Tilt

Tilt

Hope you take the opportunity to see Fat Wreck Chord’s Tilt as they wind their way through the South. California-based Tilt worked their asses off to bring the southeast their own particular brand of snarling, energetic punk ROCK (or should it be rockin’ punk?). The band itself has six years under its belt and their newest release, Viewers Like You , is their fourth full-length album. Produced by Fat Mike and Ryan Green, vocalist Cinder Block says that recording the album “…was an absolute joy. What a great team, Yeah!” No wonder she claims “I think that Tilt and Fat Wreck Chords are just excited about Viewers Like You … The new record is our best work so far.” Love it when they still call ’em records.

In between the release of Viewers Like You and their tour, Cinder recounts some of the obstacles the band has overcome to once again bludgeon audiences here. On an earlier southern swing, the band survived flipping their van near Tupelo, MS. What happened next took them as surreal: “[w]hen we crawled trembling out of the wreckage, we were met by a cop who looked like Elvis. He said he’d just bought Green Day’s Dookie and was going home to drink a six pack and listen to it.” We’ll see how they describe their performance at Atlanta’s infamous 513 Edgewood Avenue with One Man Army . . . wonder if that will be another surreal experience!

This time around, the hurdles began before the tour. Bass player Jimi Cheetah left the band to concentrate on his family and his own burgeoning record label, Cheetah Records. Happily, original bass player Pete Rypins (currently of the Tantrums) has returned for the tour and “…it’s back to the original line-up and sounding good.” But the silver lining has its cloud: “I’m so tired from these relentless tour prep rehearsals that Pete is making us do,” mused Cinder in response to another question. Prep rehearsals? Wish more bands made that kind of effort.

But maybe that’s what you get with a mature band. Effort. Experience. Depth instead of the emotion of youth. Tilt has more than just angry, unfocused energy to thrive on. And for that reason, they are one band on the punk end of the rock spectrum that can also hold an adult’s attention. Cinder can snarl and scream, but she also can sing, enunciate, and get her point across. Eschewing the “fuck this, fuck that” style of songwriting, Cinder employs imagery that provokes the visceral reaction that punk should be about. Cinder’s approach to writing lyrics betrays a thoughtful perspective on social ills and hypocrisy, but she says, “I don’t waste my time harboring resentments, because it started causing physical ailments. You can beat your own self over the head with the club of anger. I’m not preaching, I’m reflecting.” An example: “Die of Shame,” from the new album. A song about restricting access to abortion, the lyrics are from the perspective of a teenage girl in “the bloom of blood filling the tub, granting me release.” A chilling vignette told against the backdrop of the stiletto-sharp musical attack.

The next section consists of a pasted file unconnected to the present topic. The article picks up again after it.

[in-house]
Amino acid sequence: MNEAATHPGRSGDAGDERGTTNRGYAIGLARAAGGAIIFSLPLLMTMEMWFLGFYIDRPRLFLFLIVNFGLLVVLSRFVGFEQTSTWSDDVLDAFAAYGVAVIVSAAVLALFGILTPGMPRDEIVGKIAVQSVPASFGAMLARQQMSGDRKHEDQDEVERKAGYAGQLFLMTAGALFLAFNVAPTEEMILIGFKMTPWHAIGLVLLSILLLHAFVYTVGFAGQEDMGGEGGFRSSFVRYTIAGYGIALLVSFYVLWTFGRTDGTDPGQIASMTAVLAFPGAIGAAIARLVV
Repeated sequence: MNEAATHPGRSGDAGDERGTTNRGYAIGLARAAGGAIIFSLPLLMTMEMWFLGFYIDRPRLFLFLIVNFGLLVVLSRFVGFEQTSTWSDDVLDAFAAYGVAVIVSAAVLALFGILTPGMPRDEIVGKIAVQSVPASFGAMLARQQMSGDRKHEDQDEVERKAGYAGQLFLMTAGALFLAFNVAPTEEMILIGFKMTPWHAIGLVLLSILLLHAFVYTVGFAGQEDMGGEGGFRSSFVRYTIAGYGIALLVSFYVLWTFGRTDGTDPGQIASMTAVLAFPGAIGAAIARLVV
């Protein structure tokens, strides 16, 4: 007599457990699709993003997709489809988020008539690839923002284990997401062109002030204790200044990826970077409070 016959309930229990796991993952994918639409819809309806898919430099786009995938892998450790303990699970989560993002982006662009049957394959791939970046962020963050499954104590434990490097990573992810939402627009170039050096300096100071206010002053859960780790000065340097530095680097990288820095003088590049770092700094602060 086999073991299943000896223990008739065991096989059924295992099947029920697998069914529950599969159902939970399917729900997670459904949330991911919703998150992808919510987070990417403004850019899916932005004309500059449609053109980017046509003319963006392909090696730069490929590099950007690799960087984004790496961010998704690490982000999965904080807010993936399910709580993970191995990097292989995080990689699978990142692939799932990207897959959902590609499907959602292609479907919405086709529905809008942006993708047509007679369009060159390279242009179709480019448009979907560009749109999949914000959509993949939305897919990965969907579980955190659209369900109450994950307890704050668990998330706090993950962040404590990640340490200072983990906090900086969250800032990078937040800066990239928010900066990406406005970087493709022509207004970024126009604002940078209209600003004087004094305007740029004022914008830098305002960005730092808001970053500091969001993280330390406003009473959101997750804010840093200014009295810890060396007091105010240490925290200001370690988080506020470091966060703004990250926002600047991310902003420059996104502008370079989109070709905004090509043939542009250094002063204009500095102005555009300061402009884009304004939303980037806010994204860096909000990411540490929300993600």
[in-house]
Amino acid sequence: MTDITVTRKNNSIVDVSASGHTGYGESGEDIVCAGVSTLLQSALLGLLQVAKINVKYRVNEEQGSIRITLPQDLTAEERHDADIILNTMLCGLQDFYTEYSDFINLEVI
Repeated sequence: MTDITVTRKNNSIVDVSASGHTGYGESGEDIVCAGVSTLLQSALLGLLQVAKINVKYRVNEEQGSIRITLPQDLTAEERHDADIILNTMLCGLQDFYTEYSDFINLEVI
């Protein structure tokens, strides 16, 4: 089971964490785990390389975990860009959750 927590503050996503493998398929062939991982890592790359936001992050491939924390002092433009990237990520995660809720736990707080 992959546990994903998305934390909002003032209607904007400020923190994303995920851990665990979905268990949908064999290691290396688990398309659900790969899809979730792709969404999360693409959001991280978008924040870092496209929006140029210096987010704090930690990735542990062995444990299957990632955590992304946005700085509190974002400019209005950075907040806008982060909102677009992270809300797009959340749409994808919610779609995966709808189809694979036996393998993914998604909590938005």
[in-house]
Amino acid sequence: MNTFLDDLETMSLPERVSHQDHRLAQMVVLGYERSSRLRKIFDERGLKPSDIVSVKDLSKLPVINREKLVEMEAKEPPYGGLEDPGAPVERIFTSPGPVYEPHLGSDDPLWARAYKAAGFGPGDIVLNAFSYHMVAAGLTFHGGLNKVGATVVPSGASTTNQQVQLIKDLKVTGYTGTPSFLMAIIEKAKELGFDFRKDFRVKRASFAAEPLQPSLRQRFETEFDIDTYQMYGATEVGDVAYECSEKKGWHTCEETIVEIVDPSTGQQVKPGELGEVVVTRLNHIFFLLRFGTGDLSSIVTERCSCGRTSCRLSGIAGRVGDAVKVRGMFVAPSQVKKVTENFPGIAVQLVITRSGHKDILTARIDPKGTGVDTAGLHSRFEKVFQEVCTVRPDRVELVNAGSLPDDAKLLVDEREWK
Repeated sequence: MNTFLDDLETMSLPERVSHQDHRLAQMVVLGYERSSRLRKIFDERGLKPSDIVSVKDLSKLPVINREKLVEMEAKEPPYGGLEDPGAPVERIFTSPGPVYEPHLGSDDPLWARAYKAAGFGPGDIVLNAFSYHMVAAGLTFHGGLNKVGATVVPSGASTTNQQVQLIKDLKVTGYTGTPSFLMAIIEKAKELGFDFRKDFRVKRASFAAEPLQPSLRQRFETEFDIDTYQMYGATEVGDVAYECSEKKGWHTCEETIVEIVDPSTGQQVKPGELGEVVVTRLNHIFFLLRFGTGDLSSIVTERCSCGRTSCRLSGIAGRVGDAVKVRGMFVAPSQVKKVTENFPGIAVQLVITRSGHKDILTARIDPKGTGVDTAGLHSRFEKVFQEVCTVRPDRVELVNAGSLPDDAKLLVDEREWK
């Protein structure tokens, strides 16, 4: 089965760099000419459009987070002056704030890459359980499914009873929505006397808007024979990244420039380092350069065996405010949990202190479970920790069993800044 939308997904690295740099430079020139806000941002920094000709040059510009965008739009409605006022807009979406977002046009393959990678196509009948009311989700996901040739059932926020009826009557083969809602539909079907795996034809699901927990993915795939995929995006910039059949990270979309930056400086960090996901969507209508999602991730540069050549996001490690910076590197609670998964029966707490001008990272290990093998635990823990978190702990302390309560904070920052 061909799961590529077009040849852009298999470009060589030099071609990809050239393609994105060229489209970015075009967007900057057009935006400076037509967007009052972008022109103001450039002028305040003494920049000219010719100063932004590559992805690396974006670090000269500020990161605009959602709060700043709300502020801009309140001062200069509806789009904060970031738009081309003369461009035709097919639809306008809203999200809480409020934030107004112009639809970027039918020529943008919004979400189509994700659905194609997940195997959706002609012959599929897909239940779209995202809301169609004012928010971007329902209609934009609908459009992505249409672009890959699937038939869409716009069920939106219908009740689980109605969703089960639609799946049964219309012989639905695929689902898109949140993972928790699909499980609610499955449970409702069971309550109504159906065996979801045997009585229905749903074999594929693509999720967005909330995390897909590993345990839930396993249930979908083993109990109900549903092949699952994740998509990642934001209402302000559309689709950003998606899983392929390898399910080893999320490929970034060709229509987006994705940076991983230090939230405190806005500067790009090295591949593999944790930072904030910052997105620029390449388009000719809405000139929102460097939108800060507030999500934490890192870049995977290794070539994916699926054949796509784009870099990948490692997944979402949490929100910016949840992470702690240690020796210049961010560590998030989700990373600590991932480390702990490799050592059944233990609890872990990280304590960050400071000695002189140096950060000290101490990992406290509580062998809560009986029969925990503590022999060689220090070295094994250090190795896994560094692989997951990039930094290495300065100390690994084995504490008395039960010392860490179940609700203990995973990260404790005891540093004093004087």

But Tilt isn’t all just searing high-energy rockin’ and serious business lyrics. Tilt has a bit of range to show off, too. In fact, Tilt will have the opportunity to find out how “Mama’s Little Man” goes over. Imagine the rednecks stomping around to “Mama’s little man, is a member of the Klan, he’ll goosestep ’round a burnin’ cross and kick you in the shin” sung to a cutesy country melody that does little to hide the irony lying in wait at the end of the song. Of course, rednecks will probably be in short supply at most Tilt shows. Fortunately however, as dedicated fun-loving rockers, punks, and scenesters, WE can share in the fun.

Don’t miss Tilt as they hit Florida this month! They play the Fu-Bar in Ft. Lauderdale on 10/1, the State Theater in St. Petersburg on 10/2, and the Sapphire Supper Club in Orlando on 10/3.

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